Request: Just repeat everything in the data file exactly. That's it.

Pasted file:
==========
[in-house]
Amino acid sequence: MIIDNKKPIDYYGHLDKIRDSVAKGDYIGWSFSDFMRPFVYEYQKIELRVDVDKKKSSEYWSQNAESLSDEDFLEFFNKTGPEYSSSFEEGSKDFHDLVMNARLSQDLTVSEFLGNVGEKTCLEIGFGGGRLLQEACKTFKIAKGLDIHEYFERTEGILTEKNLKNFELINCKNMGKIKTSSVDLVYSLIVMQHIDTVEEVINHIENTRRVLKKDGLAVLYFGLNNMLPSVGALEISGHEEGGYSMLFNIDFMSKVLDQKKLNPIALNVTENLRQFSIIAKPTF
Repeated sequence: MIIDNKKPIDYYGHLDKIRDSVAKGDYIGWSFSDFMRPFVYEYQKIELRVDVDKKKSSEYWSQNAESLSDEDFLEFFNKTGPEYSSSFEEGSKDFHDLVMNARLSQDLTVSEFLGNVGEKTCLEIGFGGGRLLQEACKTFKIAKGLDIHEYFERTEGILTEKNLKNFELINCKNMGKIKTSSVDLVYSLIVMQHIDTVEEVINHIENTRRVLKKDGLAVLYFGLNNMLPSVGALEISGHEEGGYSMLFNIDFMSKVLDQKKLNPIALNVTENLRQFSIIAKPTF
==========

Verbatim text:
[in-house]
Amino acid sequence: MIIDNKKPIDYYGHLDKIRDSVAKGDYIGWSFSDFMRPFVYEYQKIELRVDVDKKKSSEYWSQNAESLSDEDFLEFFNKTGPEYSSSFEEGSKDFHDLVMNARLSQDLTVSEFLGNVGEKTCLEIGFGGGRLLQEACKTFKIAKGLDIHEYFERTEGILTEKNLKNFELINCKNMGKIKTSSVDLVYSLIVMQHIDTVEEVINHIENTRRVLKKDGLAVLYFGLNNMLPSVGALEISGHEEGGYSMLFNIDFMSKVLDQKKLNPIALNVTENLRQFSIIAKPTF
Repeated sequence: MIIDNKKPIDYYGHLDKIRDSVAKGDYIGWSFSDFMRPFVYEYQKIELRVDVDKKKSSEYWSQNAESLSDEDFLEFFNKTGPEYSSSFEEGSKDFHDLVMNARLSQDLTVSEFLGNVGEKTCLEIGFGGGRLLQEACKTFKIAKGLDIHEYFERTEGILTEKNLKNFELINCKNMGKIKTSSVDLVYSLIVMQHIDTVEEVINHIENTRRVLKKDGLAVLYFGLNNMLPSVGALEISGHEEGGYSMLFNIDFMSKVLDQKKLNPIALNVTENLRQFSIIAKPTF